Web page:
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Posted - Apr. 19, 2004 at 7:20 a.m.



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Apr 19, 2004 (United Press International via COMTEX) -- MIGRAINE DRUG APPROVED

The Food and Drug Administration has approved Vioxx (rofecoxib), by Merck and Co. Inc., as a pain relief treatment for migraine sufferers. The drug previously was approved for arthritis pain. It is the only COX-2 specific inhibitor approved to relieve migraine pain and migraine symptoms, its makers said. "The pain from migraines can be excruciating and can last for several hours or days," said clinical investigator Dr. Stephen Silberstein, professor of neurology at Jefferson University Hospital School of Medicine and director of the Jefferson Headache Center in Philadelphia. "Studies have shown that just one Vioxx relieved migraine headache pain for most patients within two hours, a standard measurement for evaluating the efficacy of migraine treatments."

VISION LOSS FROM EYE DISEASES ON THE RISE

As the population ages, the number of Americans with major eye diseases is increasing, and vision loss is becoming a major public health problem. By the year 2020, the number of people who are blind or have low vision is projected to increase substantially, researchers report in Archives of Ophthalmology. Blindness or low vision affects 3.3 million Americans ages 40 and older, the study authors say. This figure is projected to reach 5.5 million by the year 2020. The study reports low vision and blindness increase significantly with age, particularly in those past age 65. People 80 and older make up 8 percent of the population but account for 69 percent of cases of blindness. The study, sponsored by the National Eye Institute of the National Institutes of Health, identifies age-related macular degeneration, glaucoma, cataract and diabetic retinopathy as the most common eye diseases in older Americans. The leading cause of blindness among white Americans is AMD, accounting for 54 percent of all blindness.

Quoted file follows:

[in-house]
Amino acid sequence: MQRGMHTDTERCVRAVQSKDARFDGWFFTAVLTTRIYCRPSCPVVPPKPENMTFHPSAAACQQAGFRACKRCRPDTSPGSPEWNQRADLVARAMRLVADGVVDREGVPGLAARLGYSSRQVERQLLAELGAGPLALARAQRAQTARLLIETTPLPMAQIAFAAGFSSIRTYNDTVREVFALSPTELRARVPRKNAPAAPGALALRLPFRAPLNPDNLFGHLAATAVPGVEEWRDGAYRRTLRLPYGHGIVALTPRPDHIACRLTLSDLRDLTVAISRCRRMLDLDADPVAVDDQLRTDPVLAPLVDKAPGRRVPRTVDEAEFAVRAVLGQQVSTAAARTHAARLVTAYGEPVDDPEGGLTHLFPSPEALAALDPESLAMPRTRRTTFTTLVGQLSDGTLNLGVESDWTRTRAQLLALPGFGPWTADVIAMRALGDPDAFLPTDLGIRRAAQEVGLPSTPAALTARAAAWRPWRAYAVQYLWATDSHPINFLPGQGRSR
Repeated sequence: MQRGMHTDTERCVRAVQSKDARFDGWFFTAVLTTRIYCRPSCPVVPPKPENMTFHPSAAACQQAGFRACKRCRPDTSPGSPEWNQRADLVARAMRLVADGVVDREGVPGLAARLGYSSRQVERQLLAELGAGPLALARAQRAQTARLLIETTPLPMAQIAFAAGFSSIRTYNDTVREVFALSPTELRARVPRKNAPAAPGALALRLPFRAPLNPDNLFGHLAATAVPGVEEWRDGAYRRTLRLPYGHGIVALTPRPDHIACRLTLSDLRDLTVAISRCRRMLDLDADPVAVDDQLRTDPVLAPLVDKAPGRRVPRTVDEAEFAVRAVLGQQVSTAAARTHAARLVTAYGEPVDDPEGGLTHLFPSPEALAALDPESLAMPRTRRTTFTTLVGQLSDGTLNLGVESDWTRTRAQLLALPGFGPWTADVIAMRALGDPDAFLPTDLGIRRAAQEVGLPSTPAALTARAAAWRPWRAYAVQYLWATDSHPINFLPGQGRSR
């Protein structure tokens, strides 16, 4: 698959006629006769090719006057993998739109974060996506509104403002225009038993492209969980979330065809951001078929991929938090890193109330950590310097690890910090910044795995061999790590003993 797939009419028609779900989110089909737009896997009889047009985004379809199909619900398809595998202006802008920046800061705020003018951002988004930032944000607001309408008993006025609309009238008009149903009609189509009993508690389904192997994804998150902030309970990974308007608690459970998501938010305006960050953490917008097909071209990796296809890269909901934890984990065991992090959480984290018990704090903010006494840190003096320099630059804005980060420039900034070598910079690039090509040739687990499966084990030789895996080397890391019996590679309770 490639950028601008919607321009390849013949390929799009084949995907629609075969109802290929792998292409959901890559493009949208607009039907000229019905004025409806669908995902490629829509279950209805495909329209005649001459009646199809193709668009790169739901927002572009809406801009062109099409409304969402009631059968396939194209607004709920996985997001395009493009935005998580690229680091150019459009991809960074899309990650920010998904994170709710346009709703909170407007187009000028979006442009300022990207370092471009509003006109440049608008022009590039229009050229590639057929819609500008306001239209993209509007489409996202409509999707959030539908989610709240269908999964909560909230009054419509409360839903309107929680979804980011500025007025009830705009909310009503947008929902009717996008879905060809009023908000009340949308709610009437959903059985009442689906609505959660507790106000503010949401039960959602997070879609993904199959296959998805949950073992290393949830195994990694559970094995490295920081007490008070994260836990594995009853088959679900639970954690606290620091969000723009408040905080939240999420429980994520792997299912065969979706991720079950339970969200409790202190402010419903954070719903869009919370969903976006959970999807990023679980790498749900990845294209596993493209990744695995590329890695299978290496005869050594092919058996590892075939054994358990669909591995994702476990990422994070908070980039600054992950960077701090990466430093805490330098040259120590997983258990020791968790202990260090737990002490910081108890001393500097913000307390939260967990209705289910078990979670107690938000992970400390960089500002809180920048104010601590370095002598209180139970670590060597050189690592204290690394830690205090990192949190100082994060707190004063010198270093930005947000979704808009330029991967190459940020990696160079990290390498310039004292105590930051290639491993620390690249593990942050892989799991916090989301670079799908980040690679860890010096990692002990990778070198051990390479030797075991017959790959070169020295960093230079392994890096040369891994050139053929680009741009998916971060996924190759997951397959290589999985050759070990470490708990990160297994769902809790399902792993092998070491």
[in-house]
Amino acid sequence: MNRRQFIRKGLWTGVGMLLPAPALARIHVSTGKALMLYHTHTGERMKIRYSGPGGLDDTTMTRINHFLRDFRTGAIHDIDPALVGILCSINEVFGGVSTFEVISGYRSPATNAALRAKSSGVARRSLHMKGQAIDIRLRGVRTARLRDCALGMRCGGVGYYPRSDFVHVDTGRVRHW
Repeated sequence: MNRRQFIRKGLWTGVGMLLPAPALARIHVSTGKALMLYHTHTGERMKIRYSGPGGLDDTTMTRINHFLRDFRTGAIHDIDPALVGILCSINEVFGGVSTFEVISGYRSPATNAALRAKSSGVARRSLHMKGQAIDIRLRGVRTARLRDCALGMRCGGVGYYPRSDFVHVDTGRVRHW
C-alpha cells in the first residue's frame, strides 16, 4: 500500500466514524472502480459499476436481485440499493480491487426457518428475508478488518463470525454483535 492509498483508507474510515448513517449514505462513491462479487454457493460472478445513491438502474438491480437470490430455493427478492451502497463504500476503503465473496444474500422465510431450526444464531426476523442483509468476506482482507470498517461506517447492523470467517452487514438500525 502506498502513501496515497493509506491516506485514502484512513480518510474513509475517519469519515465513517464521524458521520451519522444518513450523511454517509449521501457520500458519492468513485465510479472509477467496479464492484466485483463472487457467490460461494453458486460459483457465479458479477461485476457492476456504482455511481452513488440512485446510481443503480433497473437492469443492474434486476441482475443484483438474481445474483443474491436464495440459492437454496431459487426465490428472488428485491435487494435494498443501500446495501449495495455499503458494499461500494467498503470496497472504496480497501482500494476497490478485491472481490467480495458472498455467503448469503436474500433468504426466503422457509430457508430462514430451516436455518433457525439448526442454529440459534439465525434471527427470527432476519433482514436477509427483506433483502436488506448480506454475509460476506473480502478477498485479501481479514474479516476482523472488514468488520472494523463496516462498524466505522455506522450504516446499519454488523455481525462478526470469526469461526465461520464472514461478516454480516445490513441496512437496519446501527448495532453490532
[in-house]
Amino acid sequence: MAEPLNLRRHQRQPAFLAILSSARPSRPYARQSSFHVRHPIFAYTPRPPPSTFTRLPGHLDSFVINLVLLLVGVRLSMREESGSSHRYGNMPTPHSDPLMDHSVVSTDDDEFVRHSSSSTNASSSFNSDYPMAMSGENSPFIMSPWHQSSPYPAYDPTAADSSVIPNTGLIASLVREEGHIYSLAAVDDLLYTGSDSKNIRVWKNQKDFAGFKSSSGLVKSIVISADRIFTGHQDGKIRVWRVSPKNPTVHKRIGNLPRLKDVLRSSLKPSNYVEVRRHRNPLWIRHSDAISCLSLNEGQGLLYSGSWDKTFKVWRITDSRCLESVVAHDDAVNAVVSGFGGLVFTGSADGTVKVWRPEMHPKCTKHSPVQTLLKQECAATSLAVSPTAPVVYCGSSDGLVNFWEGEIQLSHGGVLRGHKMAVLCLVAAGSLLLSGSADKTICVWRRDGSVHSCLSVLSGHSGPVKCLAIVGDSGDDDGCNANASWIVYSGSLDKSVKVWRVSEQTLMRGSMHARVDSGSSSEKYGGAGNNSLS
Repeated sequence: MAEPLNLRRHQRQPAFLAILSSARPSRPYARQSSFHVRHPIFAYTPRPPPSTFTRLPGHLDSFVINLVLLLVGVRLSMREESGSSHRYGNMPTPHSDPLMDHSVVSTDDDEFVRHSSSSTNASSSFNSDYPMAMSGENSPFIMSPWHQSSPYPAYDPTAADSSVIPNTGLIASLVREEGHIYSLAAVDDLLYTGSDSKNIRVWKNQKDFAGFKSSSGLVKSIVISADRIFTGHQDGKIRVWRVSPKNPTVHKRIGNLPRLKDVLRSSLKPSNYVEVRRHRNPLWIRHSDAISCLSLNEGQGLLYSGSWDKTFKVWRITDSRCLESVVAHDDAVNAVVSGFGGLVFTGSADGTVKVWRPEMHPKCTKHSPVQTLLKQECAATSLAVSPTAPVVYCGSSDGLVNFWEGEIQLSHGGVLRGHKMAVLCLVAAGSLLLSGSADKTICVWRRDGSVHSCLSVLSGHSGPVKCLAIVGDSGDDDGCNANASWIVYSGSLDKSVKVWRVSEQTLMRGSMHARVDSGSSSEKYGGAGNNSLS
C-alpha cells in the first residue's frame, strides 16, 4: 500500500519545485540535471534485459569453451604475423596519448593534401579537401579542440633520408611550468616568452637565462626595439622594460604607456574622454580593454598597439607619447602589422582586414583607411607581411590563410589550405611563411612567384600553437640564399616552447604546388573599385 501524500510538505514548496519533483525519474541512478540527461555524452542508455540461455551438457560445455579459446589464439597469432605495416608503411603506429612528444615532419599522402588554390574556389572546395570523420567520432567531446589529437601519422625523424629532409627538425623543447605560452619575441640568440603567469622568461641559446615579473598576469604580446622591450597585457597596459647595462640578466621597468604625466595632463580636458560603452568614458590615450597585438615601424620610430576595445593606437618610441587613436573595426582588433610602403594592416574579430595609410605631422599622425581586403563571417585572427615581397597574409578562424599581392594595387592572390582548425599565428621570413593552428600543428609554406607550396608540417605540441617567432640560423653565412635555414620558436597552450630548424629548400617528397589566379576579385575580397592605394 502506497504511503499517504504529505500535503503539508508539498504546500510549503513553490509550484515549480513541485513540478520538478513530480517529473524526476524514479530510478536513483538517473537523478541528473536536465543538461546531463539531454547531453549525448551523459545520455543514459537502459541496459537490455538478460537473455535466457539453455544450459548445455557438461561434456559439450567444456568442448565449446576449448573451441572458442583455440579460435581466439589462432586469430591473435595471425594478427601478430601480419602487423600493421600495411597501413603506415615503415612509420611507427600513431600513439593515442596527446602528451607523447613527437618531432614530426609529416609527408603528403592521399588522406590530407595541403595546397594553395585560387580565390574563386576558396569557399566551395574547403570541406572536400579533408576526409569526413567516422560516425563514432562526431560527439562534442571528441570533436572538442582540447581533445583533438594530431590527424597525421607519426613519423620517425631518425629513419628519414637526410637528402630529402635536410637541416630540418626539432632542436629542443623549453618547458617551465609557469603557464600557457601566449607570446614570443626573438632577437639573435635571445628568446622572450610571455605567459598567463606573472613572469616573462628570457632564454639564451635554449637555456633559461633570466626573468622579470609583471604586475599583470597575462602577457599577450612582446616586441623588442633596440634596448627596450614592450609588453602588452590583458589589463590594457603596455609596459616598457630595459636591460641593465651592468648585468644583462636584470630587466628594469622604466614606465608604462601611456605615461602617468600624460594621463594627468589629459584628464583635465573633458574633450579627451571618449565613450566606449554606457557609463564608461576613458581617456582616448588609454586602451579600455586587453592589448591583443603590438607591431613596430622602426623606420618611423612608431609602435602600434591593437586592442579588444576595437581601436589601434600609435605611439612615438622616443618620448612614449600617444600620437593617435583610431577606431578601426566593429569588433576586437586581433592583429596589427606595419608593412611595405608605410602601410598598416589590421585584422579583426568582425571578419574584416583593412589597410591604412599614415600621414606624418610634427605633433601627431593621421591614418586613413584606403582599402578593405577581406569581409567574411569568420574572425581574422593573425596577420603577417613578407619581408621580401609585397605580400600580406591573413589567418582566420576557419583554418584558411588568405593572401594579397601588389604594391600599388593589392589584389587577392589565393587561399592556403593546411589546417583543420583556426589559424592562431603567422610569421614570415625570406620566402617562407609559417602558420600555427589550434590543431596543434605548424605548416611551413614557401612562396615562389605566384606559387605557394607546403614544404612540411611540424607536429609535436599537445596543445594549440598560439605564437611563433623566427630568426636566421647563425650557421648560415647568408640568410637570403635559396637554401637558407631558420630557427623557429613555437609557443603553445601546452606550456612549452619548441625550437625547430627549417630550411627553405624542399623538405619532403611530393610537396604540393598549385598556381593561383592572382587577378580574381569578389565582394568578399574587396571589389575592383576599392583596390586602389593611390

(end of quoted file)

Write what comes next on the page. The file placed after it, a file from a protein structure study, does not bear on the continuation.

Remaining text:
TOOTH WHITENING GAINS INTEREST

The most widely asked question of dentists deals with tooth whitening and bleaching. The American Dental Association's 2003 Public Opinion Survey shows 19.3 percent of patients posed questions to their dentists about tooth whitening, up 8.3 percent from 2001. It also shows women are more likely to have used tooth-whitening products than men. ADA consumer adviser Dr. Matt Messina tells patients to consult their dentists to determine the most appropriate whitening treatment. "This is especially important for patients with many fillings, crowns and extremely dark stains," he says. "A thorough oral examination is essential to determine if bleaching is an appropriate course of treatment."

PROCESS MAY REPAIR ARTHRITIS KNEES

Researchers have devised a process to help repair arthritic knees and minimize pain. The procedure, which the researchers hope to test in humans this summer, was developed at the University of Missouri, Columbia. The developers note surgeons will operate on more than 1 million knees in 2004, and most of those patients will experience painful arthritis as they age. Osteoarthritis, the most common form of arthritis, often occurs when an area of knee cartilage is damaged and surgically removed. The cartilage, known as the meniscus, is a shock absorber in the knee. When torn or damaged, the meniscus typically does not heal on its own, and the damaged portion is removed and not replaced. The current surgical techniques solve the short-term problem, but osteoarthritis inevitably develops several years later. James Cook, professor of veterinary medicine and surgery, helped develop a process that successfully encourages the meniscus to repair itself, while minimizing progression of osteoarthritis.

(Editors: For more information about MIGRAINE, contact Mary Elizabeth Blake at (267) 305-8694. For VISION, Michael Coogan at (301) 496-5248 or mjc@nei.nih.gov. For TOOTH, Fred Peterson at (312) 440-2806 or petersonf@ada.org. For ARTHRITIS, Christian Basi at (573) 882-4430 or BasiC@missouri.edu)

Copyright 2004 by United Press International.

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